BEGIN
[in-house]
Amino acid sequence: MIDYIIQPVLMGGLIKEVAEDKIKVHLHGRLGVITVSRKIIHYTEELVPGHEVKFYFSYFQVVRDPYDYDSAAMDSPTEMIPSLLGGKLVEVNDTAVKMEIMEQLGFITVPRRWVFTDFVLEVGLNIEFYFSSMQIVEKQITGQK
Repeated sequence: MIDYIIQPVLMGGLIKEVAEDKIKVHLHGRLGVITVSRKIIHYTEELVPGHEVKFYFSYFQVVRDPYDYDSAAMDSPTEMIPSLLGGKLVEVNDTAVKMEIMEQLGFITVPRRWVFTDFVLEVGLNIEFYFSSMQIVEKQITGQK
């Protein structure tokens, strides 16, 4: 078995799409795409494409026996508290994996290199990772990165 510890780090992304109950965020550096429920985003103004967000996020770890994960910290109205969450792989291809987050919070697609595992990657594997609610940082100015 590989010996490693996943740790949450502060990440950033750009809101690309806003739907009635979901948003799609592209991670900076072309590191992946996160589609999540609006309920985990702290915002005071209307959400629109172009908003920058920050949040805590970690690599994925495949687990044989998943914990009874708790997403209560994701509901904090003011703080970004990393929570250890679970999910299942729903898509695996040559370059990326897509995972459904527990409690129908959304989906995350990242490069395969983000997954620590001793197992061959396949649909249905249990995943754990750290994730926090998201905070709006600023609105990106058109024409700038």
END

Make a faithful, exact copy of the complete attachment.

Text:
[in-house]
Amino acid sequence: MIDYIIQPVLMGGLIKEVAEDKIKVHLHGRLGVITVSRKIIHYTEELVPGHEVKFYFSYFQVVRDPYDYDSAAMDSPTEMIPSLLGGKLVEVNDTAVKMEIMEQLGFITVPRRWVFTDFVLEVGLNIEFYFSSMQIVEKQITGQK
Repeated sequence: MIDYIIQPVLMGGLIKEVAEDKIKVHLHGRLGVITVSRKIIHYTEELVPGHEVKFYFSYFQVVRDPYDYDSAAMDSPTEMIPSLLGGKLVEVNDTAVKMEIMEQLGFITVPRRWVFTDFVLEVGLNIEFYFSSMQIVEKQITGQK
């Protein structure tokens, strides 16, 4: 078995799409795409494409026996508290994996290199990772990165 510890780090992304109950965020550096429920985003103004967000996020770890994960910290109205969450792989291809987050919070697609595992990657594997609610940082100015 590989010996490693996943740790949450502060990440950033750009809101690309806003739907009635979901948003799609592209991670900076072309590191992946996160589609999540609006309920985990702290915002005071209307959400629109172009908003920058920050949040805590970690690599994925495949687990044989998943914990009874708790997403209560994701509901904090003011703080970004990393929570250890679970999910299942729903898509695996040559370059990326897509995972459904527990409690129908959304989906995350990242490069395969983000997954620590001793197992061959396949649909249905249990995943754990750290994730926090998201905070709006600023609105990106058109024409700038």